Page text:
The Government confirmed today (July 25, 2023) that all state-funded schools in the UK now have life-saving defibrillators, significantly increasing the chances of surviving cardiac arrest for all UK public school pupils.
Following a £19 million government rollout, more than 20,000 defibrillators have been successfully delivered to nearly 18,000 schools since January.
In June, the Ministry of Education oversaw the successful completion of the delivery of defibrillators to high schools. Now, all of the elementary schools, special schools, and eligible replacement schools that don’t yet have defibrillators have shipped, increasing their numbers in communities across the country.
Today’s milestone marks another step in the government’s commitment to deliver stronger, safer communities across the country.
In July 2022, the government pledged to make these devices available before the end of the 2022 to 2023 school year to ensure that all state-funded schools in the UK can use defibrillators, following a campaign by Mark King of the Oliver King Foundation to ensure all schools have defibrillators. Mark tragically lost his son Oliver after he suffered a sudden cardiac arrest at school during a swim lesson when he was 12 years old.
Education Minister Gillian Keegan said:
Access to defibrillators in schools greatly increases the chances of survival for students, teachers, and visitors after cardiac arrest.
Thanks to the tireless campaigning of Mark King, Jamie Carragher and Nicola Carragher, we are proud to say that every state-funded school in the UK now has a defibrillator.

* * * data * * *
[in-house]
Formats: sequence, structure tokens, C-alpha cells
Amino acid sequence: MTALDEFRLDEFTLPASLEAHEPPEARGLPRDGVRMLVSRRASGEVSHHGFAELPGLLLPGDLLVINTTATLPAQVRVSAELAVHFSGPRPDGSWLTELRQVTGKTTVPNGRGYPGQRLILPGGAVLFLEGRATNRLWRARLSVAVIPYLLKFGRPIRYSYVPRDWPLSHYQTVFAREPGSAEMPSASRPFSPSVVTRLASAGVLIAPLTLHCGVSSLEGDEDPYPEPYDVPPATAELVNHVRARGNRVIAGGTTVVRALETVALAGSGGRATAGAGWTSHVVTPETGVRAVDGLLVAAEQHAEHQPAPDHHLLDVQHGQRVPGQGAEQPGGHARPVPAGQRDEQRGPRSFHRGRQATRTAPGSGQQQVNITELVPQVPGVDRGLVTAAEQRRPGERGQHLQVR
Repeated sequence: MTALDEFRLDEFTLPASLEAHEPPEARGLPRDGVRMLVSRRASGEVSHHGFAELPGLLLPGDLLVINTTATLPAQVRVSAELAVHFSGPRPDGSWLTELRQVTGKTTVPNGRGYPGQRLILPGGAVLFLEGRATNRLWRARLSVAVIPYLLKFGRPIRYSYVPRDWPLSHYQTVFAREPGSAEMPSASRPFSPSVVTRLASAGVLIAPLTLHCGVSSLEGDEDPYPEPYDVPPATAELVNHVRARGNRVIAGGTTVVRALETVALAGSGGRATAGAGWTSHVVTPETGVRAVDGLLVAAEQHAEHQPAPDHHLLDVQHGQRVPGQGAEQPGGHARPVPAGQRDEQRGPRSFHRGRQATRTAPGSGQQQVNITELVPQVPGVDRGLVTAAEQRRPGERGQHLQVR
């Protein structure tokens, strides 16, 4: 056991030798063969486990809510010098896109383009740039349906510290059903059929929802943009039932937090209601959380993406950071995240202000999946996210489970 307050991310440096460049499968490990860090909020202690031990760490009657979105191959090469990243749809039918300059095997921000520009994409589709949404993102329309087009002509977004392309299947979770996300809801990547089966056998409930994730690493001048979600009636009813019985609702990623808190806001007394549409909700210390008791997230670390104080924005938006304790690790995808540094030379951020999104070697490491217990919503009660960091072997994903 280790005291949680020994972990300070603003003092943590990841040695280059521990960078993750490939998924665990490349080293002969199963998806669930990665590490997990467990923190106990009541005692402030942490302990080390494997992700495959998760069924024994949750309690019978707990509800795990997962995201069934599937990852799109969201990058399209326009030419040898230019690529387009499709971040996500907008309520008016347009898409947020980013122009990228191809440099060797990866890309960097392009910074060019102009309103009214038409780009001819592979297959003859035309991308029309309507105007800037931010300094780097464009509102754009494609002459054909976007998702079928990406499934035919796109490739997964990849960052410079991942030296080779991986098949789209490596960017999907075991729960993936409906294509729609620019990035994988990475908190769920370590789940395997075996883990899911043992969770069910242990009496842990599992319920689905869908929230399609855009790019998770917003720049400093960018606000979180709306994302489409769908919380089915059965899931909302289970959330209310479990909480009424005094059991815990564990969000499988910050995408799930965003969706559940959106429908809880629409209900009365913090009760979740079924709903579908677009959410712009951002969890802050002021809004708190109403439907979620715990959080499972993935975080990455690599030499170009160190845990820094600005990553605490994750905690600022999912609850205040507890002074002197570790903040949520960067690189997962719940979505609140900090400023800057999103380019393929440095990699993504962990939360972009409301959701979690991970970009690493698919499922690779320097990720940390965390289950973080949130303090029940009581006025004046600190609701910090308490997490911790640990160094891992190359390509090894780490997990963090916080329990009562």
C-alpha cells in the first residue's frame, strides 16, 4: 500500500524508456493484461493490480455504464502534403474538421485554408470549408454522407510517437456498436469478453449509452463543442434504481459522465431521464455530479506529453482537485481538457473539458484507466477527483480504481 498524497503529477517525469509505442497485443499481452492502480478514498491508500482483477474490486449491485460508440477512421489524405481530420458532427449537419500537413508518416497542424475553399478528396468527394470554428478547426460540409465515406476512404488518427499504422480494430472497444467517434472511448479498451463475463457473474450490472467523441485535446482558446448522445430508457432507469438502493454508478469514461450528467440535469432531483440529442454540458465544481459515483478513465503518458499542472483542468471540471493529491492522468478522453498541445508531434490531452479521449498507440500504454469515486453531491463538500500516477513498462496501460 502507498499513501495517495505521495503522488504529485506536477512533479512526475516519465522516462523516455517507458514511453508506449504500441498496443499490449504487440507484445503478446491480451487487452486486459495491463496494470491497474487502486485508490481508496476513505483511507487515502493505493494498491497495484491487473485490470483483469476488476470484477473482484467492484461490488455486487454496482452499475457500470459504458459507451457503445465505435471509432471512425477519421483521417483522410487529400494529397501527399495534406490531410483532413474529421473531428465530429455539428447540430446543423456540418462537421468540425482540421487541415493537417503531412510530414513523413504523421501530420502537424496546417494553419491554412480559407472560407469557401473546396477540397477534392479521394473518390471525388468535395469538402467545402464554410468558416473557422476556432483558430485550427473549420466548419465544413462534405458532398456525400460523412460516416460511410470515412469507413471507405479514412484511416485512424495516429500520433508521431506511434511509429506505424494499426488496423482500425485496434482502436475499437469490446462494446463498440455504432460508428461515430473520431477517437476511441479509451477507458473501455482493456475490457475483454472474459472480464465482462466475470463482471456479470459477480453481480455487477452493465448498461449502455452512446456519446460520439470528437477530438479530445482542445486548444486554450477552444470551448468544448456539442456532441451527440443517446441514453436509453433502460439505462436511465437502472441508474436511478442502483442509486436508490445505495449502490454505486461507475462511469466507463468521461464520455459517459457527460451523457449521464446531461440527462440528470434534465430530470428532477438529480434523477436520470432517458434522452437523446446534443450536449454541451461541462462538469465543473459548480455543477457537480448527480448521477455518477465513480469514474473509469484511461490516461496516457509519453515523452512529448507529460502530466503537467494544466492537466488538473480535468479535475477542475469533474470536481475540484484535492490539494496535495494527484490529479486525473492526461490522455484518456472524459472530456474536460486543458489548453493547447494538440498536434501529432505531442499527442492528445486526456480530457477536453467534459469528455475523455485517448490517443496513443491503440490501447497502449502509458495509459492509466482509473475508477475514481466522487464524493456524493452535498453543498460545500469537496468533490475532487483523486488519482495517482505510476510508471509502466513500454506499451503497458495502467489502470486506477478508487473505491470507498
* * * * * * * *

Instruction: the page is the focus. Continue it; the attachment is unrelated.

Now, teachers and students across the country can rest assured that they will have access to a device on campus should tragedy strike.
The Minister of Health and Social Care, Steve Barclay, said:
“Access to defibrillators in schools greatly increases the chances of survival for students, teachers and visitors after cardiac arrest.
Thanks to the tireless campaigning of Mark King and Jamie Carragher, we are proud to say that every state-funded school in the UK now has one of these potentially life-saving machines.
So however rare these events are, now teachers, parents and students across the country can rest assured that they will have access to defibrillators on school grounds, should the worst happen.
Oliver King Foundation Founder, Mark King: > We as a family and foundation will continue to strive for change so that no other family has to suffer as we do. > > We would like to thank Nadhim Zahawi, Lord Stuart Polak, Jamie Carragher and DfE for helping us move towards legislation. > > Oliver’s memory will live on and many lives will be saved!
Large schools have been provided with 2 or more defibrillators so that they can be strategically placed in areas of the school that are more likely to experience cardiac arrest, such as sports arenas.
A defibrillator is a machine that is placed outside the body and is used to give an electric shock when a person is in cardiac arrest, that is, when the heart suddenly stops pumping blood around the body. Timely defibrillation can save a person’s life.
The government is also supporting schools to provide defibrillators to the community, with 1,200 external defibrillators being made available to primary and special schools by the end of 2023 in deprived areas where supplies are often lower.
The rollout will build on existing requirements for schools to teach first aid as part of the curriculum, with high school students being taught lifesaving methods such as CPR and the purpose of defibrillators. This rollout will help protect schools and their local communities from cardiac arrest, providing broader access to these devices.